On Thursday, June 11, 2020, I was at my screening station doing the part of my job I have learned to love as much as I dislike it and things were going smoothly. I had only one incident of a patient who waltzed into our doors not wearing a mask and tried to quick-step past me to get into one of the waiting areas. I stopped her, advised her of the sign on the building’s doors that begins “This is a mask-requirement facility”, and offered her a mask. She declined it — stated she would not wear one. I obtained her name, the exam for which she was scheduled, and informed her she could either reschedule (by calling our scheduling department) for a later date or comply with the regulations. She chose the former.

Later on in the day, an elderly patient came for a procedure but brought her slightly older husband with her. We are currently on a “No visitor rule” of which many of our patients are made aware prior to scheduling and entering the building, however, some people forget or just want to test the waters. This patient knew the regulations but had her husband drive her. She said to me, “Baby, I know y’all ain’t letting anyone else in the building, but please, can my husband sit in here until I am done?” Now, I was raised to respect, love, and take care of my elders. Of course, I was not going to let an eighty-eight-year-old man sit in his car on one of the hottest days in June so far, while his wife had services rendered.

I obtained one of the chairs from our waiting area, sat it about ten feet from the entrance, and made sure he was comfortable. I screened both him and his wife and he sat with me in the foyer while I continued to do my job. While screening another patient, I could see a White, heavy-set, angry-looking male approaching our doors. He did not have on a mask. He would enter the building without one. I asked my patient to give me just a moment, put on some gloves, and met this young man at the door, greeted him, and gave him a mask and asked him to please put it on. He did not. Instantly, in my head, I said, “Oh, this is going to be interesting.”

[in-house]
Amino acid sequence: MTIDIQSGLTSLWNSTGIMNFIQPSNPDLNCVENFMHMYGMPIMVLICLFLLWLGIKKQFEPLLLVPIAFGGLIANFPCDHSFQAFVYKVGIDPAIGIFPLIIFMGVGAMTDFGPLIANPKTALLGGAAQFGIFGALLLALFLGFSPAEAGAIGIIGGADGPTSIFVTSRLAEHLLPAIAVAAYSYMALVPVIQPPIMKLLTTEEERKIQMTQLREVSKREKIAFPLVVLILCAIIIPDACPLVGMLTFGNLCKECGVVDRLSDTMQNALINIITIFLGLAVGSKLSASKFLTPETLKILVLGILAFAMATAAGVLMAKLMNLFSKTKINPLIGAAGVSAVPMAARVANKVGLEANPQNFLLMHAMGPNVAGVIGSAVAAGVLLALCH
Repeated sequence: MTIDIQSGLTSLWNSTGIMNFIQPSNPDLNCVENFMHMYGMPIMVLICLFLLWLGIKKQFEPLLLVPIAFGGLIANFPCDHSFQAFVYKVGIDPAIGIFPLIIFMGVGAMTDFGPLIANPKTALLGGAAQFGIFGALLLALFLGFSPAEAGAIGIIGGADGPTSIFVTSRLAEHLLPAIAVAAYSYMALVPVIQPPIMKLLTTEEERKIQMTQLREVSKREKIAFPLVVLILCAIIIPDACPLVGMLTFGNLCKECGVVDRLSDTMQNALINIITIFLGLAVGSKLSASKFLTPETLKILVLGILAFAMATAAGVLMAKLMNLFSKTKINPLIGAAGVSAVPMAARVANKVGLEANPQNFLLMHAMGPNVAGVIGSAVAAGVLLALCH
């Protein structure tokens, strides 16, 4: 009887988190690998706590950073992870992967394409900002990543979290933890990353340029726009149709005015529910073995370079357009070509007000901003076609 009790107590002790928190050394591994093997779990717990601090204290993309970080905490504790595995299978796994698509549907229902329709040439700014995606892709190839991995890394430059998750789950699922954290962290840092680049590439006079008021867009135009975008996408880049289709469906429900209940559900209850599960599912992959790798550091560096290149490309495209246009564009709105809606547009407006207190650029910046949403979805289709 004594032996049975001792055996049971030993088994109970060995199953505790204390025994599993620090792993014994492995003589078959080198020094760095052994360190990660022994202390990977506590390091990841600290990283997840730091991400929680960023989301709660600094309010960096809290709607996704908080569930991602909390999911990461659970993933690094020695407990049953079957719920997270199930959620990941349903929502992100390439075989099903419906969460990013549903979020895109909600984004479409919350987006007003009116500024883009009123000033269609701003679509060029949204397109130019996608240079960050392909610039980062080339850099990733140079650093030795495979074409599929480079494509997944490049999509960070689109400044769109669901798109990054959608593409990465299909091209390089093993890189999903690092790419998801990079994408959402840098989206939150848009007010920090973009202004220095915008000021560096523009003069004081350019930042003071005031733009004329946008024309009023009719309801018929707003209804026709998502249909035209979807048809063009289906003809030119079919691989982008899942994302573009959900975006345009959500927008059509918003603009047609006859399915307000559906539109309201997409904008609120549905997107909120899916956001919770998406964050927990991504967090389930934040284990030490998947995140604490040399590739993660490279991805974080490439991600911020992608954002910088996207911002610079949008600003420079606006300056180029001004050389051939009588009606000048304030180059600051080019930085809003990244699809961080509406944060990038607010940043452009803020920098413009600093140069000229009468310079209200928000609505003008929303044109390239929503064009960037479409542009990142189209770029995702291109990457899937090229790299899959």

I finished with my patient, asked the young man to please approach me, but put on his mask first. This is what followed:

Patient: “I would rather not.”

Me: “Okay, sir. It’s totally up to you what you would like to do, however, this is a mask-required facility, so no mask, no service.”

Patient. “You must watch CNN.”

Me: “I watch whatever is going to make me knowledgable about the events around me, sir. Now, we are going to begin your screening process. Do you mind if I ask you a few questions?”

Patient: “Everything is NO NO NO NO & NO!”

Me: “I will log it in my memory bank that your answers will be no, sir, but I still have to ask the questions.”

I proceeded to ask him the screening questions, each of them already previously responded to, so I moved through them hastily. It was when I got to the last question that his entire demeanor shifted and his anger became even more concerning.

Me: “Thank you. Do you mind if I take your temperature?”

Patient: “Yes!”

Me: “Sir, are you refusing to have your temperature taken?”

Patient: “Yes, I am!”

Me: “Okay, sir. You will turn around and exit the building for not cooperating with the screening process. We will call you at a later time to get you rescheduled. Please have a great day.”